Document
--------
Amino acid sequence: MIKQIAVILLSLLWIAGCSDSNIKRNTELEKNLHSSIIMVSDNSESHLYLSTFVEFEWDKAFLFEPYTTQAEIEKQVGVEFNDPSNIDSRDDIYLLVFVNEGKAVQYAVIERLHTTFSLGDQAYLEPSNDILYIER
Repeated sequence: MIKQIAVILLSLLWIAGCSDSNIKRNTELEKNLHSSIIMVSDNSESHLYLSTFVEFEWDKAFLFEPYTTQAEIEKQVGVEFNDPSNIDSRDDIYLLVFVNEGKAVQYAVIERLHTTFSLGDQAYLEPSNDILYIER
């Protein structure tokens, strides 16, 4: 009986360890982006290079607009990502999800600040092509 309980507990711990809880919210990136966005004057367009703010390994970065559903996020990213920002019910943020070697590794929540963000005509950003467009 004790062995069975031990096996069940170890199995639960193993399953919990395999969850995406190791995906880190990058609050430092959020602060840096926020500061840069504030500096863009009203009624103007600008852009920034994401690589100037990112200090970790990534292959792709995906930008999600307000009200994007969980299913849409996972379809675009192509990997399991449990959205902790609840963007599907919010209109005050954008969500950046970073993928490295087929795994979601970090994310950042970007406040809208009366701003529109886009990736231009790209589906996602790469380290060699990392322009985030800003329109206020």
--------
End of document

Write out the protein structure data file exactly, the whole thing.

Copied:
Amino acid sequence: MIKQIAVILLSLLWIAGCSDSNIKRNTELEKNLHSSIIMVSDNSESHLYLSTFVEFEWDKAFLFEPYTTQAEIEKQVGVEFNDPSNIDSRDDIYLLVFVNEGKAVQYAVIERLHTTFSLGDQAYLEPSNDILYIER
Repeated sequence: MIKQIAVILLSLLWIAGCSDSNIKRNTELEKNLHSSIIMVSDNSESHLYLSTFVEFEWDKAFLFEPYTTQAEIEKQVGVEFNDPSNIDSRDDIYLLVFVNEGKAVQYAVIERLHTTFSLGDQAYLEPSNDILYIER
């Protein structure tokens, strides 16, 4: 009986360890982006290079607009990502999800600040092509 309980507990711990809880919210990136966005004057367009703010390994970065559903996020990213920002019910943020070697590794929540963000005509950003467009 004790062995069975031990096996069940170890199995639960193993399953919990395999969850995406190791995906880190990058609050430092959020602060840096926020500061840069504030500096863009009203009624103007600008852009920034994401690589100037990112200090970790990534292959792709995906930008999600307000009200994007969980299913849409996972379809675009192509990997399991449990959205902790609840963007599907919010209109005050954008969500950046970073993928490295087929795994979601970090994310950042970007406040809208009366701003529109886009990736231009790209589906996602790469380290060699990392322009985030800003329109206020």